The Connected Kingdom podcast discussed a widespread epidemic that is spreading through American society: workaholism, the addiction to work. They rightfully label workaholism a sin, as any addiction would be. Unfortunately, in society and even in the ministry, it is easy to hold workaholism up as a virtue. Here is an excerpt from the podcast’s transcript:


So how do you know if you are a workaholic? Workaholics Anonymous – yes, there is such an organization – provides 20 questions. They include:

  • Do you get more excited about your work than about family or anything else?
  • Do you take work with you to bed? On weekends? On vacation?
  • Do you believe that it is okay to work long hours if you love what you are doing?
  • Do you get irritated when people ask you to stop doing your work in order to do something else?
  • Have your long hours hurt your family or other relationships?

Does that sound like someone you know?


Idolatry is at the root of a lot of workaholism. Many make “work” their functional god, and it can be a very satisfying one too. It doesn’t just take; it gives back too. It often rewards with money, position, power, prestige, and praise

Other workaholics are motivated by greed. The work may be unsatisfying but the money sure promises to make up for it.

For some it’s all about escaping less pleasant, less “glamorous” responsibilities. Far easier to be a frequent flier than change diapers; to speak at conferences than speak to your teenage son; to chair board meetings than comfort your lonely wife.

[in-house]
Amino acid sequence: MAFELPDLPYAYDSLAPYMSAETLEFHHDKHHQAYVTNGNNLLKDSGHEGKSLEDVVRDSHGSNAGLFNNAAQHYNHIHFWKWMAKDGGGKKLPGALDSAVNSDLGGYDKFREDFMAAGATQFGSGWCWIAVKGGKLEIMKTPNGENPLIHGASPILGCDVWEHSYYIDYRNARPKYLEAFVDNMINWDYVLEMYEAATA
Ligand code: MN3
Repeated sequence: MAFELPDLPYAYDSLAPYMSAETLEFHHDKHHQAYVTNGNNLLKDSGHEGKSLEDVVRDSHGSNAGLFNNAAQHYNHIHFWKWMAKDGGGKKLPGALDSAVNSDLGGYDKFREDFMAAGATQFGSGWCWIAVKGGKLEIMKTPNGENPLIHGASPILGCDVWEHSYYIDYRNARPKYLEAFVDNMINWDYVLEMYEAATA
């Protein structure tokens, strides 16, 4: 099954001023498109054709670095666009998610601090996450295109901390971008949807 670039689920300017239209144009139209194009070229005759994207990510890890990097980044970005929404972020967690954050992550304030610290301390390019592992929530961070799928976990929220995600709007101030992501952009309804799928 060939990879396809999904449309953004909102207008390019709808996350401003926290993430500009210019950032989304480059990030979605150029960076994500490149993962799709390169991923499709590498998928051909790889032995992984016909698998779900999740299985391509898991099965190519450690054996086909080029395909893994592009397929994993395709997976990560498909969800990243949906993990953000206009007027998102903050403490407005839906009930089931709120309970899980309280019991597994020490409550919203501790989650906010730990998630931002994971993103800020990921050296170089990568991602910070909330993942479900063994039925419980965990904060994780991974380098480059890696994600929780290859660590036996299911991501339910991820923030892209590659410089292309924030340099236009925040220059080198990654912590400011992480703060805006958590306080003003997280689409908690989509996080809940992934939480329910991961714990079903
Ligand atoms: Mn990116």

For some, work is a matter of identity; it’s what defines them. In the 18th century most obituaries focused on the character of the deceased and rarely mentioned occupation. 150 years later, most obituaries assess a person in connection with their occupation and achievements. Probably explains many early graves as well.

Many workaholics are unable to trust God with their jobs and finances, and end up relying on excessive hours rather than on their heavenly Father.


Like all -isms, this addiction is a destroyer. It destroys marriages, relationships with children, friendships, and usefulness in the church. It destroys happiness, it destroys bodies, and it destroys souls.

And yet this destroyer is so deceptive, so plausible: “I’m doing it for my family…I’m trying to get my kid through college…I’m serving God…”

And pastors, I know, there are unending stories in Christian literature about how many hours famous ministers and missionaries worked. What many of the biographies don’t tell you is that many of them died young or suffered long seasons of disease and burnout.

The problem is not work—a lot of American society also suffers from laziness and need a kick in the pants to get out of bed—the problem is holding up our work as our functional savior and God.

The world is not going to stop spinning if we take the time to sleep.

God is in control. Let’s leave it in His hands.

To read the rest of podcast’s transcript, click here.


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